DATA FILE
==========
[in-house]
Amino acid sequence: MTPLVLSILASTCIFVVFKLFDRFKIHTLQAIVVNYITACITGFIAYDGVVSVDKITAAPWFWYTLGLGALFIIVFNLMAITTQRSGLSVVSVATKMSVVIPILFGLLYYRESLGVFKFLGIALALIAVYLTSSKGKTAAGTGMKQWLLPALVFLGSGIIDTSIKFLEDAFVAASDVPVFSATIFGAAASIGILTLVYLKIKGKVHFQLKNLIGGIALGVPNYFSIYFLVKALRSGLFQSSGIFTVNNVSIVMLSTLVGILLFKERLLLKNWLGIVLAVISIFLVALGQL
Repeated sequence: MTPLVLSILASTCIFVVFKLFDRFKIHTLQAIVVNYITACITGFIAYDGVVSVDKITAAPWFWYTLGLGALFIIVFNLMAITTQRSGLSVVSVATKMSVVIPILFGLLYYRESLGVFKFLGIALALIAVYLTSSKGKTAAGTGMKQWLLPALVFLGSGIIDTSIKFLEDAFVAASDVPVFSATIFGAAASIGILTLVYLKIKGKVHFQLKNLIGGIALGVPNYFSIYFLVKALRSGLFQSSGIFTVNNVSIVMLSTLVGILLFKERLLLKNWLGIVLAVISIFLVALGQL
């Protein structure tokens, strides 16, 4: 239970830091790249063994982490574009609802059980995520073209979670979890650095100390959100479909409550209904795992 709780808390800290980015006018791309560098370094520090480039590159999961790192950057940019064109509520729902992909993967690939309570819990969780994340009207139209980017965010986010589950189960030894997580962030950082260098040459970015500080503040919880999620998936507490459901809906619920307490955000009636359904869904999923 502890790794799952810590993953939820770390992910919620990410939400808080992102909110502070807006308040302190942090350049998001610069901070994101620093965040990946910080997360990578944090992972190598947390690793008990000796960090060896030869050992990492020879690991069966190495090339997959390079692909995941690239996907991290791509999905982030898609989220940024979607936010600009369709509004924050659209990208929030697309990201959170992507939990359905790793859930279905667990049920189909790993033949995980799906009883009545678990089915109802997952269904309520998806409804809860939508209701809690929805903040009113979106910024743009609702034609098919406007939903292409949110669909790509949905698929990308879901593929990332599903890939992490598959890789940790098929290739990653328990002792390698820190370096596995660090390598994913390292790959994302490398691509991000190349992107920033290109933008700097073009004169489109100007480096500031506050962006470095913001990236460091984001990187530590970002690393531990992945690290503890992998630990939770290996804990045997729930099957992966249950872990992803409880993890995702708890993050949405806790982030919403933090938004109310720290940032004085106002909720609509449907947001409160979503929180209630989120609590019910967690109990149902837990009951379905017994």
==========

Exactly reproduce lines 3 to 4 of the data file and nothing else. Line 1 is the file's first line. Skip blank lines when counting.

Repeated sequence: MTPLVLSILASTCIFVVFKLFDRFKIHTLQAIVVNYITACITGFIAYDGVVSVDKITAAPWFWYTLGLGALFIIVFNLMAITTQRSGLSVVSVATKMSVVIPILFGLLYYRESLGVFKFLGIALALIAVYLTSSKGKTAAGTGMKQWLLPALVFLGSGIIDTSIKFLEDAFVAASDVPVFSATIFGAAASIGILTLVYLKIKGKVHFQLKNLIGGIALGVPNYFSIYFLVKALRSGLFQSSGIFTVNNVSIVMLSTLVGILLFKERLLLKNWLGIVLAVISIFLVALGQL
């Protein structure tokens, strides 16, 4: 239970830091790249063994982490574009609802059980995520073209979670979890650095100390959100479909409550209904795992 709780808390800290980015006018791309560098370094520090480039590159999961790192950057940019064109509520729902992909993967690939309570819990969780994340009207139209980017965010986010589950189960030894997580962030950082260098040459970015500080503040919880999620998936507490459901809906619920307490955000009636359904869904999923 502890790794799952810590993953939820770390992910919620990410939400808080992102909110502070807006308040302190942090350049998001610069901070994101620093965040990946910080997360990578944090992972190598947390690793008990000796960090060896030869050992990492020879690991069966190495090339997959390079692909995941690239996907991290791509999905982030898609989220940024979607936010600009369709509004924050659209990208929030697309990201959170992507939990359905790793859930279905667990049920189909790993033949995980799906009883009545678990089915109802997952269904309520998806409804809860939508209701809690929805903040009113979106910024743009609702034609098919406007939903292409949110669909790509949905698929990308879901593929990332599903890939992490598959890789940790098929290739990653328990002792390698820190370096596995660090390598994913390292790959994302490398691509991000190349992107920033290109933008700097073009004169489109100007480096500031506050962006470095913001990236460091984001990187530590970002690393531990992945690290503890992998630990939770290996804990045997729930099957992966249950872990992803409880993890995702708890993050949405806790982030919403933090938004109310720290940032004085106002909720609509449907947001409160979503929180209630989120609590019910967690109990149902837990009951379905017994």